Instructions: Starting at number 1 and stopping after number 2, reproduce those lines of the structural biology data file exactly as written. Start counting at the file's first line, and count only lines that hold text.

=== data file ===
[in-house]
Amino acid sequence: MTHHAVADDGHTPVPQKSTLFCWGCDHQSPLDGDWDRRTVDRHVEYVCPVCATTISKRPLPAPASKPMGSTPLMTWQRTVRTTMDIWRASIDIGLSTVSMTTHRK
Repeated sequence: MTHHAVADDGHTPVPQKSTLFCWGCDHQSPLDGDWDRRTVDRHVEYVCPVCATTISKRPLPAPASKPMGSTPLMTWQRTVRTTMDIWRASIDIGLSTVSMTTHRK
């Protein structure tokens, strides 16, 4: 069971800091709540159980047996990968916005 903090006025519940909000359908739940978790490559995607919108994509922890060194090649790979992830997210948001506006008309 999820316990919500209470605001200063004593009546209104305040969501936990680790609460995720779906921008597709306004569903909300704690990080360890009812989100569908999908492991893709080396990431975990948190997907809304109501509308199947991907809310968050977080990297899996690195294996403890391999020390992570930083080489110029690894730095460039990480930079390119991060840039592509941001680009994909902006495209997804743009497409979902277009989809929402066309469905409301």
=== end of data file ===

[in-house]
Amino acid sequence: MTHHAVADDGHTPVPQKSTLFCWGCDHQSPLDGDWDRRTVDRHVEYVCPVCATTISKRPLPAPASKPMGSTPLMTWQRTVRTTMDIWRASIDIGLSTVSMTTHRK